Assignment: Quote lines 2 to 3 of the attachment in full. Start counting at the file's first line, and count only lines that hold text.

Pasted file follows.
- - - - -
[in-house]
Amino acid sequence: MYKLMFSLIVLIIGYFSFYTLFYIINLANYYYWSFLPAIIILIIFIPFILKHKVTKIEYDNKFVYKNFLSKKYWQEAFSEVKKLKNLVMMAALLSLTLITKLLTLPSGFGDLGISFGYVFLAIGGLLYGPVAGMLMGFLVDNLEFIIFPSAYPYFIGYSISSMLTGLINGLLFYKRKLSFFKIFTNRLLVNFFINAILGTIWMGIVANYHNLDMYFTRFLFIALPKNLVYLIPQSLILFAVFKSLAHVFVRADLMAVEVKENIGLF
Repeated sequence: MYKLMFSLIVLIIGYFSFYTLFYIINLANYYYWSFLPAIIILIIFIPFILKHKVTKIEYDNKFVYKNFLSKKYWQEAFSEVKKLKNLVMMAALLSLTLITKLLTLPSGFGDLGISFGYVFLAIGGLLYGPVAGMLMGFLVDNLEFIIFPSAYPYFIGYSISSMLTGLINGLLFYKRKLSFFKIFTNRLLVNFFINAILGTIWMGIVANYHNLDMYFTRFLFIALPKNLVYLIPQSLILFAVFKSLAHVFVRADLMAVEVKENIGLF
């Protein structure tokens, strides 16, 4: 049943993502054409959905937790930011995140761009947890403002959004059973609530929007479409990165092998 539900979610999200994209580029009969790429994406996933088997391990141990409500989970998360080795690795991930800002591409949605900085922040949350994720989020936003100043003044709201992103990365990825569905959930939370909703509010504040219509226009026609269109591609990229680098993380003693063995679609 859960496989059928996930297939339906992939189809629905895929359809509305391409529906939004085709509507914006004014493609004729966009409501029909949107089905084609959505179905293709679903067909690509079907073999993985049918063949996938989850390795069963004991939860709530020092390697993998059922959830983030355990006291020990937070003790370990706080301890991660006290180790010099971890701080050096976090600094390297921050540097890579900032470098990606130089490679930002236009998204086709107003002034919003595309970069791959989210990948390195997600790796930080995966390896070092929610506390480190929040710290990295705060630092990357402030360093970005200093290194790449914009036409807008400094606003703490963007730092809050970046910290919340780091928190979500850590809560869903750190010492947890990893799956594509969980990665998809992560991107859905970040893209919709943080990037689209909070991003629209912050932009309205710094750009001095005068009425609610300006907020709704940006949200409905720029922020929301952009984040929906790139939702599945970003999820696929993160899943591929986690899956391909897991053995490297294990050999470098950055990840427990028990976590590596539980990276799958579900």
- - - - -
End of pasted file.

Amino acid sequence: MYKLMFSLIVLIIGYFSFYTLFYIINLANYYYWSFLPAIIILIIFIPFILKHKVTKIEYDNKFVYKNFLSKKYWQEAFSEVKKLKNLVMMAALLSLTLITKLLTLPSGFGDLGISFGYVFLAIGGLLYGPVAGMLMGFLVDNLEFIIFPSAYPYFIGYSISSMLTGLINGLLFYKRKLSFFKIFTNRLLVNFFINAILGTIWMGIVANYHNLDMYFTRFLFIALPKNLVYLIPQSLILFAVFKSLAHVFVRADLMAVEVKENIGLF
Repeated sequence: MYKLMFSLIVLIIGYFSFYTLFYIINLANYYYWSFLPAIIILIIFIPFILKHKVTKIEYDNKFVYKNFLSKKYWQEAFSEVKKLKNLVMMAALLSLTLITKLLTLPSGFGDLGISFGYVFLAIGGLLYGPVAGMLMGFLVDNLEFIIFPSAYPYFIGYSISSMLTGLINGLLFYKRKLSFFKIFTNRLLVNFFINAILGTIWMGIVANYHNLDMYFTRFLFIALPKNLVYLIPQSLILFAVFKSLAHVFVRADLMAVEVKENIGLF